At Kate's four year check up I brought up the concern about her adenoids. Kate's doctor was also concerned about how hoarse Kate sounded. She thought Kate might have acid reflux and referred us on to an ENT. I was a nervous reck walking into the ENT appointment. I knew surgery could be in her future and I could not/did not want to process that thought. Needless to say the appointment was one of the worse appointments I had ever been to. It worse than having her scratch tested for allergies. The doctor attempted to remove her tubes that were sitting in her ear canal (on the outside of her ear drums.) Kate was screaming in pain. Then to check the hoarse issue Kate was scoped through the nose. She was not sedated, I held her in my lap, the nurse pinned her head against my shoulder. Kate screamed and I cried. It was one of the worse things I have experienced as a mother ever. The scope determined that she did have acid reflux and she had nodes on her vocal cords. This is due to how she is using her vocal cords to talk (and scream.) This can be corrected through speech therapy. The ENT felt that her tonsils and adenoids were not causing any major airway obstruction. The doctor felt that Kate might have gotten into the habit of being an open mouth breather due to all the respiratory issues she had earlier in her young life. Just to make sure there was not obstruction going on the ENT ordered a sleep study. For a night Kate was hooked up to a pulse-ox machine at home. It was fairly easy. When I watched the numbers her O2 levels stayed steady and in the mid-90. I thought we aced the test. A few days later I got a phone call from one of the nurses from the ENT office letting me know that the test revealed that Kate did have some sleep apnea and obstruction in her breathing at night. This meant that she would need to have her tonsils and adenoids out. Ugh. Gracefully they allowed me to wait and schedule the surgery in the summer.

So here we are. Kate is scheduled to have surgery around 8:30 am next Monday, June 18th. The surgery take about an hour, we will spend three to four hours in recovery, and then her recovery will continue at home. Full recovery will take three to four weeks. She is under no circumstances allowed to have any type of crunchy food for three weeks. She is will have very limited activity the first week and then gradually allow her to build her activity level as she feels up to it.

My biggest fear at the moment is the recovery process at home. If she nicks one of the scabs and causes any bleeding she has to go back to the OR to have it stopped. It makes want to jump off the crazy end and only feed her mushy, soft, food for three weeks. But that reaction would cause major weight loss, which would easily put Kate back under 30 pounds. It will be a tricky balance that I very nervous about it. Right now I am determined to take it one step, one hour at a time. Surprisingly I am not nervous about her going under anesthesia. She will be having the same type of anesthesia she had when she had her tubes put in. So that makes me feel a little better. I know I will be a nervous reck the morning of surgery. I will be putting on my brave face while waiting with her pre-op and fall to pieces the minute she is taken back. I am as prepared as I can be.


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I know what Kate will be going through in these next couple weeks is truly minor compared to what other children and families have been through. I know there are moms and dads who wish their only troubles and worries are the ones I am facing at this minute. My prayers are with these children and these families.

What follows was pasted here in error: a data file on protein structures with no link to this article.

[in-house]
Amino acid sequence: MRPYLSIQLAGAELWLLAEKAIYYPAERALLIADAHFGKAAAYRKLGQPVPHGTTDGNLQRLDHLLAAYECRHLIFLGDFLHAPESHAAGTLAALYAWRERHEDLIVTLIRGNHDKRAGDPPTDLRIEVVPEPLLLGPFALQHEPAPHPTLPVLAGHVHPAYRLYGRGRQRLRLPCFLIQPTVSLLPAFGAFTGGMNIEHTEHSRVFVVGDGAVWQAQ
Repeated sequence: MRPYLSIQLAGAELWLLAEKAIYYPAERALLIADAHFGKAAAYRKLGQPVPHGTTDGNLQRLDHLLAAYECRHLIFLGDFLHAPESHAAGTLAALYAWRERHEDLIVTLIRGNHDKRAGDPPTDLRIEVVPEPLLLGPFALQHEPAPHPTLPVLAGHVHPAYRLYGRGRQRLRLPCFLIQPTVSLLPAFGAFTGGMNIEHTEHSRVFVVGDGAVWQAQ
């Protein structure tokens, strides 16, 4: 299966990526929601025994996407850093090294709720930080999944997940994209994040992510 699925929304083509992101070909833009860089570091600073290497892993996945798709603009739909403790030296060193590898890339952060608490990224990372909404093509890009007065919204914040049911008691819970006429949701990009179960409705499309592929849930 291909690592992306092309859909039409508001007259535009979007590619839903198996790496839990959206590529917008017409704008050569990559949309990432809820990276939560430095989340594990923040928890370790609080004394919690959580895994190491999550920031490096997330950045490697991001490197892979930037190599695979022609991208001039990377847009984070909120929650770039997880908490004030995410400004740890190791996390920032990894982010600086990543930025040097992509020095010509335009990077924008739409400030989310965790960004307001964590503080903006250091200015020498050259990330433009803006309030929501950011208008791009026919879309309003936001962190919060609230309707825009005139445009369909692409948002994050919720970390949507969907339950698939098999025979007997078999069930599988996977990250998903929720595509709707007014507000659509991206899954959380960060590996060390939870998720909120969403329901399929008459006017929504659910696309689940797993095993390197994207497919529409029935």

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Regardless of the outcome of all of this I know Kate will be okay. She will be okay here on earth. And if God has other plans for her she will be okay in His home.

I am so thankful for those who have been praying and sending positive thoughts during this journey. This is not a journey I want for Kate, myself, and Eric. But this is our journey and this is our life with Kate. As I was talking one day with a girlfriend of mine I told her I was not bitter about this newest chapter. I know there is a story to tell. Maybe by telling Kate's story another family will find comfort and know that the troubles they are facing with their own child will be okay.



So here it is the newest story, the newest chapter in Kate's life. Prayers and good thoughts are always welcome.

And thank you. Thank you for listening. Thank you for supporting. Thank you for being my strength when I am weak. Thank you.

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4 comments:

  1. Friend, i am so thankful to read this and know of what's going on in your heart/mind. i'm so sorry that you have had to go through what you have with Kate's health. It makes me so sad for her too. thank you for sharing so honestly. my heart feels heavy for you and i am praying for you. one thing i have realized in what we are walking through, is that everyone's journey is oh so different and cannot be compared. this is the life that you have known and the journey that you have had to walk. i love you friend. see you tomorrow!

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    1. Thank you so much for your prayers and your understanding! XOXO

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  2. I wish more than anything I could take this away for Kate and you but like you said, it is your journey. What I have learned from my journey is that I am stronger than I ever knew I could be. And you too will find your strength. My thoughts and prayers are with you and yours, today and through the weeks to come.

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    1. Thank you so much, Charmian! The strength has come in waves but I know when the times come my strength will be there to carry me through it all. XOXO